Present deeper and more engaging data with the new 3D charts in UI for WPF. Learn all about this new feature, just released with R3 2016 of UI for WPF.
3D movies and 3D printers are becoming more and more popular. So is our RadChartView. This is why we with the R3 2016 release of UI for WPF we decided to go 3D—and the results are outstanding!
The RadCartesianChart3D (currently in CTP) is a new addition to the RadChartView set and is the first control in the set to visualize data in a three dimensional manner. The chart uses the WPF API for 3D rendering so you do not need to worry about including third party libraries.
While this is a brand new control, it has an API very similar to the one in the other charts in the set. So, if you have already used our charts—you will find setting up the new control to be very easy. If you have not yet used our charts, well, what are you waiting for?
There are plenty of application scenarios, such as business, financial, scientific, statistical or other types of apps, which may need to display three dimensional data to better present a case. Another fit might be for some modern topics such as Machine Learning and AI, or even manifold learning.
Let's see some code:
XValue="2015" YValue="Jan" ZValue="11" />
XValue="2015" YValue="Feb" ZValue="15" />
XValue="2015" YValue="Mar" ZValue="19" />
XValue="2016" YValue="Jan" ZValue="13" />
XValue="2016" YValue="Feb" ZValue="17" />
XValue="2016" YValue="Mar" ZValue="21" />
Even though the chart was just introduced as a CTP, it comes with a very powerful set of features covering plenty of application scenarios. Let's dive into some of the key new features.
There are three built-in series—surface series, point series, and bar series (a.k.a. Manhattan chart).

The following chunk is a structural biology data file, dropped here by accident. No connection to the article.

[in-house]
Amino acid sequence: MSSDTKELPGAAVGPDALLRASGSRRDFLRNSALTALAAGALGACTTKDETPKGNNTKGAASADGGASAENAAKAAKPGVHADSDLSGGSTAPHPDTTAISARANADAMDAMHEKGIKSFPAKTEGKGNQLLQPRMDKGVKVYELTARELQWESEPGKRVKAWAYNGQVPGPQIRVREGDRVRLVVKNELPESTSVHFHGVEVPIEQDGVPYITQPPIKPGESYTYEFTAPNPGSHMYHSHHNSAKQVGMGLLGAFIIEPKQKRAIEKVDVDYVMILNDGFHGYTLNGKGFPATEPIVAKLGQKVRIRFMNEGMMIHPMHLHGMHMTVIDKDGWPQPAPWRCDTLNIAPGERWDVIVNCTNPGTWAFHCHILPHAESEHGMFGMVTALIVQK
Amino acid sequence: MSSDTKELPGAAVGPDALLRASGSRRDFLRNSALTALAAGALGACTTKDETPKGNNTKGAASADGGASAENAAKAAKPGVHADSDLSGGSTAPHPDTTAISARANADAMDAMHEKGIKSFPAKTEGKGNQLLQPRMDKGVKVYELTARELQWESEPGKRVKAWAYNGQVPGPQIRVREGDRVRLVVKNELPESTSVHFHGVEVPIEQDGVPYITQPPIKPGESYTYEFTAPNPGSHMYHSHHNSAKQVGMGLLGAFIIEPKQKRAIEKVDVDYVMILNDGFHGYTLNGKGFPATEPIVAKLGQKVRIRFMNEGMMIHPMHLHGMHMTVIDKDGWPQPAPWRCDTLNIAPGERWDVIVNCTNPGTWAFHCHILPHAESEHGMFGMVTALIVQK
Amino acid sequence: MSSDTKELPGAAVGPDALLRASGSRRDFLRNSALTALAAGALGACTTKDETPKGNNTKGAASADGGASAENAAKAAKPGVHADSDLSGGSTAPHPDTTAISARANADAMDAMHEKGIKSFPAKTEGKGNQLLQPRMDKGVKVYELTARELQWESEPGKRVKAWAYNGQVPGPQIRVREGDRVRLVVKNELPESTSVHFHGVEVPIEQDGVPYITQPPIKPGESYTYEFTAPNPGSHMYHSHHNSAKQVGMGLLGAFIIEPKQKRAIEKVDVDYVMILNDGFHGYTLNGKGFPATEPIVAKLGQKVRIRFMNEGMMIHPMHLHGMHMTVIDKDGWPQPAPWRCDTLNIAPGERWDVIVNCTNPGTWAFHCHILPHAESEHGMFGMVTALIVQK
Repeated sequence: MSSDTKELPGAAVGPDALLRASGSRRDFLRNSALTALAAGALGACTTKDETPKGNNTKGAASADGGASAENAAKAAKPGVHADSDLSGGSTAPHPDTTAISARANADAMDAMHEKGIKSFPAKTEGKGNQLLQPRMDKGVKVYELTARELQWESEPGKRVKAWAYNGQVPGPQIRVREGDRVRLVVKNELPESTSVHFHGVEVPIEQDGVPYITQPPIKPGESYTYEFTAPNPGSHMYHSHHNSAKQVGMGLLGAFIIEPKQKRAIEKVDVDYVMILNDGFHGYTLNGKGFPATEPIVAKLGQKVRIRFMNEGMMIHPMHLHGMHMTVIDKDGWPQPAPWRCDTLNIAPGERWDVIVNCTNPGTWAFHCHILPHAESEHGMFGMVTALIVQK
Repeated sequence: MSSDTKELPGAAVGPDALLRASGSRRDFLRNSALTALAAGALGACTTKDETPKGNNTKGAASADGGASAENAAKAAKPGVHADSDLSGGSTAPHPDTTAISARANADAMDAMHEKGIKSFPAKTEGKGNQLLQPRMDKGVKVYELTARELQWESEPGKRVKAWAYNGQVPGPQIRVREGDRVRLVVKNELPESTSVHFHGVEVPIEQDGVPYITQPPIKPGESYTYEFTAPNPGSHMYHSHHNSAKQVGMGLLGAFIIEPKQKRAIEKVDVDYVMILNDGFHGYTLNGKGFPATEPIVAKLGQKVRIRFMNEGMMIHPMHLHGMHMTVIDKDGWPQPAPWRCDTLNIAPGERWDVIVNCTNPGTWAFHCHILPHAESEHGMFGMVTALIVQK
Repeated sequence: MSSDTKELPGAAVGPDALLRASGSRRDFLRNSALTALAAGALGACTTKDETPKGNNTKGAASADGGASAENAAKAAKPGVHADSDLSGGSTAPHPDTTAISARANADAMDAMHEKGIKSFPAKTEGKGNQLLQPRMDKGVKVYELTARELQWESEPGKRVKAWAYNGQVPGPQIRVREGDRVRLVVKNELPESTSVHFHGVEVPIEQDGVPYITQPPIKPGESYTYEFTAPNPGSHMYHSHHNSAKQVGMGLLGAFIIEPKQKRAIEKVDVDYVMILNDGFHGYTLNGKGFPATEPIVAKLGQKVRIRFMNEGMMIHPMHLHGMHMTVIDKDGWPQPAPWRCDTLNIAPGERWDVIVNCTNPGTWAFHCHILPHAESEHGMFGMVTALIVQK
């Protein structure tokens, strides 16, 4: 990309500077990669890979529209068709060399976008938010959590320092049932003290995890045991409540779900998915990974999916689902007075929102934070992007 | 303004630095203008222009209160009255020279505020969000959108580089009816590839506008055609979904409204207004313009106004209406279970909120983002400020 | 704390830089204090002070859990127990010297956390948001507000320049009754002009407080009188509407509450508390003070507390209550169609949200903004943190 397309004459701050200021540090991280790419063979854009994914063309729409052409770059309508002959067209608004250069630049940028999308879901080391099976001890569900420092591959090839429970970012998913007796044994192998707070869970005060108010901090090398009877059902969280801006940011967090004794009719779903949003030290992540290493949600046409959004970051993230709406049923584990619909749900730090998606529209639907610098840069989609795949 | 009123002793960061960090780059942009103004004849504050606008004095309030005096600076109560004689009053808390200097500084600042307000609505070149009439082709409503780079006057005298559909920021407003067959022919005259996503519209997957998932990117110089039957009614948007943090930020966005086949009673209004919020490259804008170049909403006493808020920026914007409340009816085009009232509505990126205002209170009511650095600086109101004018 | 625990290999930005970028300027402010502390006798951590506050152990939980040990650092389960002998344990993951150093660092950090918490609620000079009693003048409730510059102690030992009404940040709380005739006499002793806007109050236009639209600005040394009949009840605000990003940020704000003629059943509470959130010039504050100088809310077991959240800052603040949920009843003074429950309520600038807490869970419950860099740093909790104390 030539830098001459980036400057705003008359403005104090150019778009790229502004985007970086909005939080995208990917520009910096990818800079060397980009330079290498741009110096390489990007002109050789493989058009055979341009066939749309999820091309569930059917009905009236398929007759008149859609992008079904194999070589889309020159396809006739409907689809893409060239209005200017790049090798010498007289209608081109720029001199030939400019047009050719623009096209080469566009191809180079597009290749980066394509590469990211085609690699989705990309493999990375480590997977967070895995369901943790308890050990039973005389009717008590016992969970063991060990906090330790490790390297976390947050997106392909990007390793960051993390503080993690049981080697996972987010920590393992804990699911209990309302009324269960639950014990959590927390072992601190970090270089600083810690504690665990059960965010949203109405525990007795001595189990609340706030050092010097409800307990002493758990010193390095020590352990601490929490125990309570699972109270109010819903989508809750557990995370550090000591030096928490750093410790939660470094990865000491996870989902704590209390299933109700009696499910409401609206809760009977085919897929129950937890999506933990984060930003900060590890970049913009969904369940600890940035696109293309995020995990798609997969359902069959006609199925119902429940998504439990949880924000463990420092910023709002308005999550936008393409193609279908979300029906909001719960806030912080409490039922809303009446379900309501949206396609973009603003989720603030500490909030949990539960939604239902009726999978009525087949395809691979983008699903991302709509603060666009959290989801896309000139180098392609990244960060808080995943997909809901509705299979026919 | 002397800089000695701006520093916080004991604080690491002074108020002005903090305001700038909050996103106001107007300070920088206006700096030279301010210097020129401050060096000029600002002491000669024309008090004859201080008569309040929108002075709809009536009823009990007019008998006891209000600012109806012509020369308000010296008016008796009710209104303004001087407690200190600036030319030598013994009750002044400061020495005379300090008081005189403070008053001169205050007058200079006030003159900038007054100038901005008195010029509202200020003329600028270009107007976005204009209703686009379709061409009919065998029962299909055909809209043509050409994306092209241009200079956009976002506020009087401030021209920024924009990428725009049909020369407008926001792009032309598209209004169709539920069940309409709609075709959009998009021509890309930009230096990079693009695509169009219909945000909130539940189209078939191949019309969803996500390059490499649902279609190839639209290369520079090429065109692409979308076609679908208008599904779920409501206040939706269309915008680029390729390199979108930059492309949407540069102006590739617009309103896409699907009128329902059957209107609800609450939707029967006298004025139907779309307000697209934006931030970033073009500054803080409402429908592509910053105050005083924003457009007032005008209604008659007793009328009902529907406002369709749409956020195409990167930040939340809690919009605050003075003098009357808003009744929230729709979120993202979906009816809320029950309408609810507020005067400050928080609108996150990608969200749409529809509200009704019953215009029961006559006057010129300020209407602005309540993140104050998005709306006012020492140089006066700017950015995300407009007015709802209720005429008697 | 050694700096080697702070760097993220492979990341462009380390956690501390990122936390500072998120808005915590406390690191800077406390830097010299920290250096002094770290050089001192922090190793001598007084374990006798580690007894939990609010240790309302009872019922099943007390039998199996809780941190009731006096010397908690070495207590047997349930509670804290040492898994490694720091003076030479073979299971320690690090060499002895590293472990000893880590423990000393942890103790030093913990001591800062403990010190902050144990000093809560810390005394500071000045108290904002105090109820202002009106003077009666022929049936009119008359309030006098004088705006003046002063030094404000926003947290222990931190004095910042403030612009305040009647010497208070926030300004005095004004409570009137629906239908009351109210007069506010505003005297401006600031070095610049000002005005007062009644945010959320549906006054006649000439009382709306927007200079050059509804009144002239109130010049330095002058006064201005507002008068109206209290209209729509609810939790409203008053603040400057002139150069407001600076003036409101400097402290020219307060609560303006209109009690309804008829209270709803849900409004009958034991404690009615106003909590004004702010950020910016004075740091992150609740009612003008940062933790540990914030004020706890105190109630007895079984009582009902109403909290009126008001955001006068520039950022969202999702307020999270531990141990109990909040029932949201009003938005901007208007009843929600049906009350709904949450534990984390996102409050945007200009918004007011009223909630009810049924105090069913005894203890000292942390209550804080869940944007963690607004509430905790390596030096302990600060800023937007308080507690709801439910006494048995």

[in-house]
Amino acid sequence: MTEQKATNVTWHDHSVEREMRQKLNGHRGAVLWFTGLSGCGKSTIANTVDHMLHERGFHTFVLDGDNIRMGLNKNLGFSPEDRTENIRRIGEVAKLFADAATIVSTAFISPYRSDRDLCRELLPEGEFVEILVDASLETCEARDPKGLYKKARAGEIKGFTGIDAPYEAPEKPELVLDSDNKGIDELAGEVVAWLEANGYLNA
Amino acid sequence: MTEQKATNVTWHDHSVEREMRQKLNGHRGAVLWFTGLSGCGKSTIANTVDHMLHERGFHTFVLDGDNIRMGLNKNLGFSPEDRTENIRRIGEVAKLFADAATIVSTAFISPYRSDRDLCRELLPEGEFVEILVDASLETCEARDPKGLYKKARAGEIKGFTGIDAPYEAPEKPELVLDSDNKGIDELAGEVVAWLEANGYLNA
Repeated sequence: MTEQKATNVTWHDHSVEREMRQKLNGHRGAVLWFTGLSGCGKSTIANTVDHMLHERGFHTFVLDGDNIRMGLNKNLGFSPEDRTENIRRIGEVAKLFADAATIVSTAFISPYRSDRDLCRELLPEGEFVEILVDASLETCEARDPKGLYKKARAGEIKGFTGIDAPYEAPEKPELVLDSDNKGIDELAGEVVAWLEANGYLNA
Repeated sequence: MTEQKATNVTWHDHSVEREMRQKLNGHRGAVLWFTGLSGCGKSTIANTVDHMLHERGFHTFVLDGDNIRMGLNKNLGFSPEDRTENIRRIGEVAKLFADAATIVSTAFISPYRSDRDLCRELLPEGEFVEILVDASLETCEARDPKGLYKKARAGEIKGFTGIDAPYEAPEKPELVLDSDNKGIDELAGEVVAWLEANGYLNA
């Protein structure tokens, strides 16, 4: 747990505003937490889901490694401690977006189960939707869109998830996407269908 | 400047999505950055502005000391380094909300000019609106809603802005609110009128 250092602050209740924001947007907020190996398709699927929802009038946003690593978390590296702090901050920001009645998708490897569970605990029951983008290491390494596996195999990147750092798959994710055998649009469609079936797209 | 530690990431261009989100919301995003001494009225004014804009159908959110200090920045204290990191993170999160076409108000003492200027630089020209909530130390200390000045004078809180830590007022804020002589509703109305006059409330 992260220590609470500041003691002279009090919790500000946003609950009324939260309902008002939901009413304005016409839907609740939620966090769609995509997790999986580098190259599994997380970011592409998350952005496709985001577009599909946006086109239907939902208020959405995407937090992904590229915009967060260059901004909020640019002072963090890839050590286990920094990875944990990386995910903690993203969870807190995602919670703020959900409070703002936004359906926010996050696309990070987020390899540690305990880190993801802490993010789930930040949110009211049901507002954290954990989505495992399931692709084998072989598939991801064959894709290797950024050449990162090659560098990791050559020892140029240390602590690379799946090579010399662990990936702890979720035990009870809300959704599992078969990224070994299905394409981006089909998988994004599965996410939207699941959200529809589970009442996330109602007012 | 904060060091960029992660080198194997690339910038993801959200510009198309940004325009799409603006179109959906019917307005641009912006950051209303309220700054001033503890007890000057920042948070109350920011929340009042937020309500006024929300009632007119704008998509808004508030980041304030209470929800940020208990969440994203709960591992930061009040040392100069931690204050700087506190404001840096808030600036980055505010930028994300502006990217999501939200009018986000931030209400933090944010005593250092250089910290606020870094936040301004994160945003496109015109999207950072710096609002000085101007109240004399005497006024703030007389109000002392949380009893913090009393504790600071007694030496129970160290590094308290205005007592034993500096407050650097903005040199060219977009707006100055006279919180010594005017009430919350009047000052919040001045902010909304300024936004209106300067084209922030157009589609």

You can control the appearance of the data point visuals. You can set custom materials, which allow you to determine what color the 3D elements get, how glossy and shiny they are, and so on. You can set custom geometries, which allow you to determine the shape of the visuals. All three series expose material and geometry selector functionality so that each point can look differently.
We have introduced a camera behavior and a tooltip behavior. The camera behavior will allow you to rotate the camera around the center of the chart and move it towards or away from this center. This creates the illusion that the chart is being spun and zoomed in and out. The tooltip behavior shows information about hovered data point visuals.
Each series has its own features, too. The point series allows you to choose a point size. The bar series lets you to choose a display direction. The surface series exposes many advanced features such as different color modes and custom triangulation abilities.
We have prepared two built-in colorizers. One colorizes the surface in accordance to its display direction, and the other colorizes each point with color depending on the underlying data item (a.k.a. 4D surface chart). You can use the TriangleIndices property to show a more complex surface, for example data that does not come from a tabular (two-dimensional) items source.
Take a look at our Demo application for more examples, our SDK samples, and online documentation. Let us know in the comments below or in our Feedback Portal how you like things so far and what features you want to see next.
Petar Marchev is a developer in the Telerik XAML Team. Petar has a passion for desktop applications development, code optimizations and multithreaded programming. He is an audiophile and enjoys music from his full range speakers and tube amp.
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